How to get some structure into our understanding of fabric painting techniques
Dear friends of Your Colourful Mind,
Recently (see Post No 48), we had a closer look at what has happened here, at our fabric painting meeting point, so far.
And then we compiled a
List of the different series of projects and learning areas we plan to focus on from now on:
- Series: Fabric painting techniques
- Series: Fabric painting supplies
- Series: Fabric painting suppliers
- Series: Learning effects from fabric painting projects
- Series: Guest posts on fabric painting issues
- Series: Fabric painting design contributions
- Series: Fabric painting design ideas, and Fabric Colouring-in Design ideas
- Series: Background & diverse information on fabric painting
It is not planned to follow a special order while working on the different series. We wish to remain flexible and able to react quickly to any interesting upcoming topic.
We will always assign our posts to one of our series which should help us to remain organized, – we will know which topic we are currently focusing on.
Today we focus on Fabric Painting Techniques
As we saw in post No 5 already, the range of fabric painting techniques is actually limitless, – it is impossible to compile a list which includes ALL practicable ways and methods we could use to bring colour onto fabric or apparel items.
Knowing this is nice because we can feel sure that we can enjoy experimenting with different techniques without having to fear it could become boring after a while.
But having countless ways of painting on fabrics at our disposal can also be confusing. It can even make us feel overwhelmed or intimidated because it’s not easy to decide which option to choose or where to start and how to move on.
A broad overview of fabric painting techniques & equipment
The following table should be understood as a suggestion how we could get some order and structure into our understanding of fabric painting techniques.
The starting point of our overview are the two basic categories of fabric painting techniques:
Dry and wet techniques.
Our decision for one of them – which has to be made at the beginning of any fabric painting project – has consequences:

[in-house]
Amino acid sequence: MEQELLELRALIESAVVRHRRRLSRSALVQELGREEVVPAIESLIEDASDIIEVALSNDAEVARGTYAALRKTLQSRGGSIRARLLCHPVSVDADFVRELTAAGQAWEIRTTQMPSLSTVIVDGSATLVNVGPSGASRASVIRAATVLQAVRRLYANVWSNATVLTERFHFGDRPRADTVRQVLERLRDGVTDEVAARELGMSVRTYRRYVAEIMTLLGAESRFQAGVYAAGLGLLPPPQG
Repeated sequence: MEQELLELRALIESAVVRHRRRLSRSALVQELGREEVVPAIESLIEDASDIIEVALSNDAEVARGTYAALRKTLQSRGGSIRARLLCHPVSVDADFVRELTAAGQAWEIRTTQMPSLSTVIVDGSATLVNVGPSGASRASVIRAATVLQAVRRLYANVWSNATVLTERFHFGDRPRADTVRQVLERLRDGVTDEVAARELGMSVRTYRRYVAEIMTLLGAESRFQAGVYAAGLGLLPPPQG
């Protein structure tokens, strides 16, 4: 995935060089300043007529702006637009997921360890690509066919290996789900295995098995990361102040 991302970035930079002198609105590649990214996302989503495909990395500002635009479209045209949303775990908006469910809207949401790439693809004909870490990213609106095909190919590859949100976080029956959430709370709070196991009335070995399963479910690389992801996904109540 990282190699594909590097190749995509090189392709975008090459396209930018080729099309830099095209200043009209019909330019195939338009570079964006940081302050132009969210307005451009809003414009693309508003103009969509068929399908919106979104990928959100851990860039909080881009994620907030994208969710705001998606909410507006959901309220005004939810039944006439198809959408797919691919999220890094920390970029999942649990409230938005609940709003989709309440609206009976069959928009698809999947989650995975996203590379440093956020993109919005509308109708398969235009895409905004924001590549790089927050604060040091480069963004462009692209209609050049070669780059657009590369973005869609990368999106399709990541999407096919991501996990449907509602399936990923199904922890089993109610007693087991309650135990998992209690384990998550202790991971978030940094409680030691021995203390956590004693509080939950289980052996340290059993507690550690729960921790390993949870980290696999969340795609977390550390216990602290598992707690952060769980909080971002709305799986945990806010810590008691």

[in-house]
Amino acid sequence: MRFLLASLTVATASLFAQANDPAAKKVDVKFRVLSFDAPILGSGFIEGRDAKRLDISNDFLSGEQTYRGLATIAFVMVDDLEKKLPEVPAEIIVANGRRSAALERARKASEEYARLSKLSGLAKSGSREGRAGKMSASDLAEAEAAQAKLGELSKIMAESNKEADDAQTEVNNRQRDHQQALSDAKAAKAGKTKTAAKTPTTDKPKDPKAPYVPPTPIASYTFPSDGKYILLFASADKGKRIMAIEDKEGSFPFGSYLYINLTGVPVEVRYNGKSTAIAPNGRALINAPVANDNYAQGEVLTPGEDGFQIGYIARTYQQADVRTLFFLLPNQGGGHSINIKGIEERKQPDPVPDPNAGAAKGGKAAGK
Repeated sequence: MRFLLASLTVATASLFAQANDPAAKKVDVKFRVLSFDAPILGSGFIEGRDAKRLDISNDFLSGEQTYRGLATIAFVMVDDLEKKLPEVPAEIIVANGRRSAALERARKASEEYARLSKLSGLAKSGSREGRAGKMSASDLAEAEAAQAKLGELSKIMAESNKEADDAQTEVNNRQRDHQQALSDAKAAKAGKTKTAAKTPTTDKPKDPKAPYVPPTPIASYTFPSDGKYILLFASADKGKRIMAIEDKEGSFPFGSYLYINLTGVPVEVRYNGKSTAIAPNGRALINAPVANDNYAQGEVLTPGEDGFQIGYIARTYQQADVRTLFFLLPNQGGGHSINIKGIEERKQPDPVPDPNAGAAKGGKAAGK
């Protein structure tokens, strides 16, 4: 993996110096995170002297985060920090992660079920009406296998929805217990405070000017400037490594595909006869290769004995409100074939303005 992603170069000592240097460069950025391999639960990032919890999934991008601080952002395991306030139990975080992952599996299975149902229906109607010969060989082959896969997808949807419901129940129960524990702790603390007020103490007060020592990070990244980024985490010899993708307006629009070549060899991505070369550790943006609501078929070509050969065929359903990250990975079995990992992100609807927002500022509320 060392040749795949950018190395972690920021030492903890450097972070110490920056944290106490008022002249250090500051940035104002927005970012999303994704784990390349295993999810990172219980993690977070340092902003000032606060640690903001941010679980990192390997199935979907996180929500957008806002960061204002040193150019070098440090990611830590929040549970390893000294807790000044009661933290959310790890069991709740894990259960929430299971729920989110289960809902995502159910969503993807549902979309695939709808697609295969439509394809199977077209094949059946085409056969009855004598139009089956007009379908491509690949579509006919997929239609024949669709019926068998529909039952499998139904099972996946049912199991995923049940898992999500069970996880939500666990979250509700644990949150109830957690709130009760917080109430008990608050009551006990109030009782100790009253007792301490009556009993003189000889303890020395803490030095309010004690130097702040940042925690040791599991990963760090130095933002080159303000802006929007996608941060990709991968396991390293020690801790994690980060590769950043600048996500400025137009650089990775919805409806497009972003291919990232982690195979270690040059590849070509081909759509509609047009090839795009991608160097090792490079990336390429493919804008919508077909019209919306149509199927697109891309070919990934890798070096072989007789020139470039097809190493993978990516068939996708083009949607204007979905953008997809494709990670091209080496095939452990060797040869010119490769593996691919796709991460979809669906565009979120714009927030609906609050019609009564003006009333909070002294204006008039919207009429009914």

- It defines which kind of fabric paints we could/should use.
- It defines the range of options we have for choosing application methods and tools, thus it determines which techniques can be applied in our project, and which can’t.
The three little dots at the end of each list above are meant to make clear that always only a few example items are listed, and that many more exist which could and should be added, depending on the kind of project we are working on.
Although the table’s content is definitely not comprehensive, it should make it easier for us in future to clearly describe which basic and which subordinate techniques are/were applied in our fabric painting projects.
One of our next posts will refer to the Series Fabric Painting Supplies and will offer some basic information on the different fabric paints and their main characteristics.
After that, we plan to come back to the Series Fabric Painting Techniques and to have a closer look at the main attributes of the dry and wet techniques. We will use some fabric painting projects to compare the differences in a practical way.
Some of the subscribers to our blog suggested to reduce the number of posts published per week from two to one.
Many of us have very busy days and get masses of emails and other forms of digital and printed information. Just one post from Your Colourful Mind per week would make it easier to really read and understand it properly.
I am very grateful for this feedback, and completely understand your request.
From now on, we will publish just one post per week and see how that works out for everyone.
Please, do never hesitate to let us know what you like about the blog posts, and – very important – what you don’t like, – where you see need for change and improvement.
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Have fun with your fabric painting projects, and share images of the results with us :),